//Safety Standards
Safety Standards2018-07-09T20:21:40+00:00

Postnatal Birth Tissue Procurement Safety Standards

Postnatal birth tissue is the source for regenerative medicine products. The process to donate birth tissue is voluntary; however, there is a rigorous process to ensure the donated tissue meets eligibility criteria established by the FDA.

Lone Peak Biologics Utilizes Local Procurement

Lone Peak Biologics’ products are made from locally-procured postnatal birth tissue in Utah, which the CDC cites has one of the lowest rates of communicable and sexually-transmitted diseases in the United States. Mothers who donate their birth tissue are healthy and deliver babies via Caesarean section in a sterile environment (operating room).

Additionally, locally procured when birth tissue can be manufactured within an hour of recovery, resulting in higher yields of viability and cell count. Most regenerative medicine manufacturers purchase their birth tissue from recovery agencies outside of the state and have it shipped, often several days after the birth.

Our Donor Eligibility Process

All donors are screened, and testing is performed to ensure the donated birth tissue is free from risk factors for infection due to relevant communicable disease agents and diseases.

The process begins with an informed consent form signed by the mother/donor of the tissue. A medical and social history interview is performed to evaluate risk and the health of the donor. Previous to delivery, the mother goes through a physical evaluation assessment to ensure she is healthy.

A blood test is performed within seven days of the birth of the baby to screen for communicable diseases. Donor blood testing is performed by an independent lab who complies with CLIA standards and is registered with the FDA, certified by CMS, and accredited by CAP and AABB. Laboratory testing is performed with FDA licensed tests to ensure the donor is screened for HIV I/II, HBV, HCV, Treponema pallidum, HTLV I/II, WNV/NAT, and Cytomegalovirus (CMV).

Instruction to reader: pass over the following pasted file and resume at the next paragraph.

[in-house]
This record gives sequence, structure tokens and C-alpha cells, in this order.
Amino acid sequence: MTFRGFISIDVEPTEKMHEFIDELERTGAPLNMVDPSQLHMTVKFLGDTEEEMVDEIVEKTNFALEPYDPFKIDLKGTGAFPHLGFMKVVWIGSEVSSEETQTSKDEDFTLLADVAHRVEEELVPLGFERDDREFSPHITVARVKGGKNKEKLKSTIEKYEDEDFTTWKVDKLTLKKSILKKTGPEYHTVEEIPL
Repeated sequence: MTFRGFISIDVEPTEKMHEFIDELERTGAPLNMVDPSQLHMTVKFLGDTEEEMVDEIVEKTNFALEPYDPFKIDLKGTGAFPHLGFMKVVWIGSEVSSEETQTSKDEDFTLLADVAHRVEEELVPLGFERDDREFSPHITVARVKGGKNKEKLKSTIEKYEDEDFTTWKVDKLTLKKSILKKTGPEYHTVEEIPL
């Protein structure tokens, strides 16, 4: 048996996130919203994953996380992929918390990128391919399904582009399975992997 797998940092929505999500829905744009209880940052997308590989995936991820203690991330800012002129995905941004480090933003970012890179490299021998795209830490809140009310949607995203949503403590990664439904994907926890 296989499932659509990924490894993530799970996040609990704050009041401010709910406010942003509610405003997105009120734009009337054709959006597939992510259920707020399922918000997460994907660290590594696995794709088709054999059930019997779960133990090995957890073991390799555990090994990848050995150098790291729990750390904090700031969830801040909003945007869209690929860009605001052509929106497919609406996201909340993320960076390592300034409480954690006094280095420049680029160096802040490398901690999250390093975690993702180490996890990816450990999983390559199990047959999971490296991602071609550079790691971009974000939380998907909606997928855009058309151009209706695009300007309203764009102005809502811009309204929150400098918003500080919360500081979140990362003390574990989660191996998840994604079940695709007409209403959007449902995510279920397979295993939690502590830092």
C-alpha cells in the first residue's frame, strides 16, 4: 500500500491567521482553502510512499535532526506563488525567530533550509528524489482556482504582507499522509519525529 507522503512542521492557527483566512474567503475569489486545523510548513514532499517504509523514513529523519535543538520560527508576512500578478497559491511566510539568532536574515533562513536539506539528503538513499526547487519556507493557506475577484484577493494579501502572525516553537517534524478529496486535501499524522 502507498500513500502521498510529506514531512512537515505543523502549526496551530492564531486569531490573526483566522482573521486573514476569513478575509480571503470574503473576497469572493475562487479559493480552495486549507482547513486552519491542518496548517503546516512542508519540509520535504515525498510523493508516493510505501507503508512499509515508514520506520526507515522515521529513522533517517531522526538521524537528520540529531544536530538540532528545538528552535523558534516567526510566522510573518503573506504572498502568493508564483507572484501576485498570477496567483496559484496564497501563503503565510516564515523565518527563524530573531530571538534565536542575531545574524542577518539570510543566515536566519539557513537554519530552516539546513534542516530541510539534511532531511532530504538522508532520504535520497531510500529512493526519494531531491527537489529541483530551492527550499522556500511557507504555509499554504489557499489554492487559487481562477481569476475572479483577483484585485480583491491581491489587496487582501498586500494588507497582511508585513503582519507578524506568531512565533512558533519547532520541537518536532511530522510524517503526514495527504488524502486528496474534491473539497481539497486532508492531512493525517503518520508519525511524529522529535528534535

Commonly Asked Questions:

Are there risks to donating birth tissue?

No, there are no significant risks when donating birth tissue. The amount of blood drawn during qualification is small enough that it will not affect your health, and the placenta is not needed by the baby anymore after birth. If your doctor decides that the birth tissue requires evaluation, then it must be used in that manner.

Why donate birth tissue?

Mothers opting to donate birth tissue play a significant role in developing the products used in regenerative medicine. The donated birth tissue will aid in tissue repair and regeneration, development and breakthroughs in cardiovascular, central nervous, gastrointestinal, renal, orthopedic, and hematopoietic treatment applications.

Are there costs associated with donating birth tissue?

Since birth tissue is typically discarded after delivery, there is no cost to the donor in any aspect of the donation. Furthermore, Utah Cord Bank cannot pay donors for their donation, and participation must always be voluntary.

How do healthcare professionals feel about birth tissue recovery?

Healthcare professionals generally understand the value of tissue donation and are supportive of the practice. Lone Peak Biologics is fully compliant with FDA regulations, and has passed strict FDA inspections. The company prides itself on its state-of-the-art technology and its ability to provide products of the highest quality in the industry. Our company has developed innovative processes and safety protocols, which allow us to offer products of high cellular viability and safety standards. Because of these safety and quality standards, Lone Peak Biologics continues to lead the way in birth-tissue allograft in the field of regenerative medicine.

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